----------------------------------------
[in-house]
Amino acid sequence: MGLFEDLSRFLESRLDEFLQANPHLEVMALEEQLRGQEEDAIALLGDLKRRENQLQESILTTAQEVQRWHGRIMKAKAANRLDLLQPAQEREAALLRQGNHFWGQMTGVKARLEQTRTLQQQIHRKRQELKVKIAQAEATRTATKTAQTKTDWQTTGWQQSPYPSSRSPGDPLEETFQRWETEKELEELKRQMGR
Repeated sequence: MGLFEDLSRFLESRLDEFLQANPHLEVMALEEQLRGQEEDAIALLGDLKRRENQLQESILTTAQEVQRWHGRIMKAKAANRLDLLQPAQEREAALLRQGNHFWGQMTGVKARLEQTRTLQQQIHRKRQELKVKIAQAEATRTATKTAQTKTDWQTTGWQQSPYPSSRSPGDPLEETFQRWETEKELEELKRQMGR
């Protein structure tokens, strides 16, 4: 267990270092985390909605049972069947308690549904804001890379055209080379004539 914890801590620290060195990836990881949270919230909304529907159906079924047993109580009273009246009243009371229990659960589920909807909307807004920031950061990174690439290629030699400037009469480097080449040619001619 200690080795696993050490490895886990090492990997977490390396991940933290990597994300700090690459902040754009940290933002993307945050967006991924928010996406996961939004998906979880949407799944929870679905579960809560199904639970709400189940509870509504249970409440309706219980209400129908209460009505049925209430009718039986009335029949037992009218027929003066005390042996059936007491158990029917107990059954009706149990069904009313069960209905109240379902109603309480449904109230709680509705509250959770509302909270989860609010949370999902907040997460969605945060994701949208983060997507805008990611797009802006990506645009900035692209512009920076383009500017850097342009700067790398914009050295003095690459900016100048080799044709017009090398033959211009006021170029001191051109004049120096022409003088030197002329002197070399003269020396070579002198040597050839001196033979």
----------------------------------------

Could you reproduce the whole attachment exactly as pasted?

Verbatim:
[in-house]
Amino acid sequence: MGLFEDLSRFLESRLDEFLQANPHLEVMALEEQLRGQEEDAIALLGDLKRRENQLQESILTTAQEVQRWHGRIMKAKAANRLDLLQPAQEREAALLRQGNHFWGQMTGVKARLEQTRTLQQQIHRKRQELKVKIAQAEATRTATKTAQTKTDWQTTGWQQSPYPSSRSPGDPLEETFQRWETEKELEELKRQMGR
Repeated sequence: MGLFEDLSRFLESRLDEFLQANPHLEVMALEEQLRGQEEDAIALLGDLKRRENQLQESILTTAQEVQRWHGRIMKAKAANRLDLLQPAQEREAALLRQGNHFWGQMTGVKARLEQTRTLQQQIHRKRQELKVKIAQAEATRTATKTAQTKTDWQTTGWQQSPYPSSRSPGDPLEETFQRWETEKELEELKRQMGR
């Protein structure tokens, strides 16, 4: 267990270092985390909605049972069947308690549904804001890379055209080379004539 914890801590620290060195990836990881949270919230909304529907159906079924047993109580009273009246009243009371229990659960589920909807909307807004920031950061990174690439290629030699400037009469480097080449040619001619 200690080795696993050490490895886990090492990997977490390396991940933290990597994300700090690459902040754009940290933002993307945050967006991924928010996406996961939004998906979880949407799944929870679905579960809560199904639970709400189940509870509504249970409440309706219980209400129908209460009505049925209430009718039986009335029949037992009218027929003066005390042996059936007491158990029917107990059954009706149990069904009313069960209905109240379902109603309480449904109230709680509705509250959770509302909270989860609010949370999902907040997460969605945060994701949208983060997507805008990611797009802006990506645009900035692209512009920076383009500017850097342009700067790398914009050295003095690459900016100048080799044709017009090398033959211009006021170029001191051109004049120096022409003088030197002329002197070399003269020396070579002198040597050839001196033979």